[Honey’s Anime Interview] Sewn Together Reflections, the Intrepid Writing and Cosplaying Duo!

Briana Lawrence (Brichibi Cosplays) and Jessica Walsh (SnowCosplays) are a cosplaying and writing couple known as Sewn Together Reflections. Briana is perhaps best known for her magical girl novel/comic hybrid MagnifiqueNOIR, which had its second book release recently, and Jessica spends much of her time creating cosplays to flatter all figures. They’re also freelance non-fiction writers as well as advocates for diversity in media and self-esteem with cosplay. We caught up with Briana and Jessica at Ohayocon 2020 to discuss how they met, how they get inspired, and much more!

JESSICA WALSH

BRIANA LAWRENCE

Honey-Chan
Interview with JESSICA WALSH AND BRIANA LAWRENCE


Could you tell us how you two met and began working together on your creative pursuits?

We met writing Gundam Wing yaoi fanfiction... (laughs)

Yeah, back in 2001. We used to roleplay together—we still do—and we met in person at Anime Central in 2002. And we’ve been together ever since!

And we just got married a couple months ago!


Congratulations!

We started writing together right when we met because we were roleplaying, and [Jessica] started making my costumes a couple years after that.

Our relationship is our creativity and it’s not going away.


Aww! So, what is it about fanfiction that makes it so special to you?

I know, for me, it was the one source of good queer representation I had when I was coming out in the late ‘90s. Even if it wasn’t terribly accurate, it was at least not...

...really homophobic and tragic. It was at least positive, happy characters.

So that’s why it was really important to me. And I ended up using it to write more. Currently, it’s my “de-stress” because there are no deadlines and there’s no person to answer to, so I can just chill and write about BakuDeku when I feel like it.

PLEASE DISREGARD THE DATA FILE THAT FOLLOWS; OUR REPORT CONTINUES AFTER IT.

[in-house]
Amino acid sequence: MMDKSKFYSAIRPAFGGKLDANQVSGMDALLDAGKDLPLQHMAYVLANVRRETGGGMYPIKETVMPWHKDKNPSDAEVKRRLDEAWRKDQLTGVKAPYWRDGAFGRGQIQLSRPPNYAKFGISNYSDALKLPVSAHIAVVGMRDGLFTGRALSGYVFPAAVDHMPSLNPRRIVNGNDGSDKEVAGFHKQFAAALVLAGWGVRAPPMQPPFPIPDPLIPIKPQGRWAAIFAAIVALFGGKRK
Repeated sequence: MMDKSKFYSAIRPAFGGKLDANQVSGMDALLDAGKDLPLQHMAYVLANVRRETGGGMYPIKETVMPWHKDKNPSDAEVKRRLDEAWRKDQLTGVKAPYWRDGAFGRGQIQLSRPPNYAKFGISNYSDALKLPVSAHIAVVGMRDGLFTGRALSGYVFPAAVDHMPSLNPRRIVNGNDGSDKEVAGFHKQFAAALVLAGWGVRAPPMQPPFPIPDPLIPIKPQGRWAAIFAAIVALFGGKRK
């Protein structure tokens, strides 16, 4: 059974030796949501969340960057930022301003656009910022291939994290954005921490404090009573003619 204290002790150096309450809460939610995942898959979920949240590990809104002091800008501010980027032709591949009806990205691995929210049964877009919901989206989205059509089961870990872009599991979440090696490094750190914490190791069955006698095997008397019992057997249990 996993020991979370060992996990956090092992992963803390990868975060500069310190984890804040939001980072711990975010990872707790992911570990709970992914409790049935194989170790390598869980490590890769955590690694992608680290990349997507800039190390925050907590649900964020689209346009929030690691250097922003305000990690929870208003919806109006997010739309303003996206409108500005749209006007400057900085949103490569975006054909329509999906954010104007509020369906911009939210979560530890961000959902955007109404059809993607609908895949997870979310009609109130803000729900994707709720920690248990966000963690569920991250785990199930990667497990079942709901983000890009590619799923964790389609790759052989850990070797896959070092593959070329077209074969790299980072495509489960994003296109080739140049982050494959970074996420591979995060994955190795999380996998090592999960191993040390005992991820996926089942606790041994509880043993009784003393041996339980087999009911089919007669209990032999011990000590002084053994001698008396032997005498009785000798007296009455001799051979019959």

I actually find fanfiction to be harder to write than original stuff, because you’re either stuck with the characters or you’re stuck with the universe, and it’s kind of a challenge. I used it to learn how to write and to keep my brain going when I’m working on other stuff.


How do you think the world of anime has evolved in terms of diversity and queer representation over time?

I grew up in a time where queer representation was censored. Sailor Moon airbrushing in breasts to make the character a woman so it wasn’t a queer relationship... that doesn’t really happen anymore.

And now we have things like Yuri on Ice where it wasn’t expected to actually be a relationship, but then we had that moment on the internet when everyone was like, “Oh my god, we’re actually going to get this! It’s okay!”

I remember watching reaction videos and being stunned because it was guys who were like, “Yes, they got together!” There are even anime now that are talking about trans people.


Like Zombieland Saga!

Yeah!

Even in My Hero Academia, they had the correcting of pronouns [with Magne]. When they were talking to Overhaul, he immediately accepted and said that he wouldn’t make that mistake again. Yes, the character was killed, but they still took the time to do that part.

It was like, “I’m going to destroy society, but I’m not going to destroy the fact that trans lives matter!” Also, there are young kid characters [in anime] who are looking up terms to figure out what they mean. I actually thought I’d never see it in an anime because I grew up when everything was censored or made fun of.

It’s even going back into the yaoi stuff now. Before, it was the only place where you might find something [queer], and then it went into regular anime, and now yaoi is starting to catch up, too. So, you’re seeing manga coming out that are actually about good relationships.

Like Given!

Yeah! And My Brother’s Husband, and My Lesbian Experience with Loneliness...